The Islamists Boko Haram based in northern Nigeria have killed a Cameroonian mayor, raising fears about how far the sect members could stretch their wrath.
Mr. Abba Djidda Alahdji, third deputy mayor of Makary in Cameroon’s Far North Region, was killed because of his suspected ties with a Nigerian police commissioner, local tabloid, La Nouvelle Expression reported.
The mayor’s slaying on Nigerian soil followed a string of warnings from the sect, according to reports.
The sect, which wants to radically alter the current education system and impose Sharia law across Nigeria, had been keeping an eye on his friendship and constant visits to the police commissioner of a town in northern Nigeria.
An ongoing crackdown by Nigerian security forces on the group poses a major hindrance to its activities.
Boko Haram related violence has claimed over 2,800 lives in Nigeria since 2009, according to a recent Human Rights Watch report.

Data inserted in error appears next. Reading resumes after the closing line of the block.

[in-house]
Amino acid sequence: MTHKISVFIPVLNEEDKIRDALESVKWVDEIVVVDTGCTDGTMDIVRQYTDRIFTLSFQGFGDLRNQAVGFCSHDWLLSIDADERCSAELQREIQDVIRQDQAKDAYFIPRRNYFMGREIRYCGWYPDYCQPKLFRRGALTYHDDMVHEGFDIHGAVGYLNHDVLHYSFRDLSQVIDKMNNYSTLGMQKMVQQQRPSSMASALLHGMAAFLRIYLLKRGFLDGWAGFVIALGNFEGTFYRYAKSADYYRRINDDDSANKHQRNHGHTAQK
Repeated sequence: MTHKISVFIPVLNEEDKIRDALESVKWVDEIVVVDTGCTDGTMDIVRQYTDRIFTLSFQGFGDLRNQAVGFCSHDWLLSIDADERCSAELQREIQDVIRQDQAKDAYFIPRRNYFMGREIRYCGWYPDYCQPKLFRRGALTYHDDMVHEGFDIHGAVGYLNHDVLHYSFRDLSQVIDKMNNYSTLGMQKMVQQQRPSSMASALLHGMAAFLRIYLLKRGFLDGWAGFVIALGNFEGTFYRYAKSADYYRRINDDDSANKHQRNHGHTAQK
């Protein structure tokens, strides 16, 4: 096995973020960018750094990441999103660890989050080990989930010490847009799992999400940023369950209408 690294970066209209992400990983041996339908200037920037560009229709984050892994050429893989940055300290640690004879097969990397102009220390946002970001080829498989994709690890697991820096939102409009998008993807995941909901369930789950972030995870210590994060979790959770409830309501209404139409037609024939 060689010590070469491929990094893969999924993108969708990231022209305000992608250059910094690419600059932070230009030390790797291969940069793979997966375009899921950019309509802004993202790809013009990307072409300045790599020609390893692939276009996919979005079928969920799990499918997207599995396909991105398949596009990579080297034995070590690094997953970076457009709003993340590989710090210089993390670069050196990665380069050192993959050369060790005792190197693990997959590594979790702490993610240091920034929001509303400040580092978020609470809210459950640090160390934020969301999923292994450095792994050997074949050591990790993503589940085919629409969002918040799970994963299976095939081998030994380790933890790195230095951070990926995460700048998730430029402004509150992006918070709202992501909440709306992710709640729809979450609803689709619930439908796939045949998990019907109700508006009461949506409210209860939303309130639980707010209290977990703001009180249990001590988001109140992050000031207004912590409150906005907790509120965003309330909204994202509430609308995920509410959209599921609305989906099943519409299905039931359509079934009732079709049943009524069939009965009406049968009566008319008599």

Across the border, Cameroon political and religious authorities have also been taking steps to guard against letting the country slip into chaos akin to Nigeria’s due to the sect’s activities.
The mayor, according to La Nouvelle Expression, was gunned down after prayers on October 5 by two men who trailed him to where he lived with one of his wives.
Nigerian intelligence officials believe Boko Haram planned some of its attacks from northern Cameroon, which it uses as a safe haven and a source of arms.
In February 2011, security forces in Nigeria’s Borno State uncovered a cache of weapons they said was smuggled into the territory from Cameroon.
Nigeria also shut its porous border with Cameroon after last year’s Christmas Day Bombings which killed over 35 people.
Muslim cleric and head of the Union of Cameroonian Imams, Sheik Ibrahim Mbombo Mubarak, said in August 2011 that Boko Haram had a growing Cameroonian following.
Culled from Sun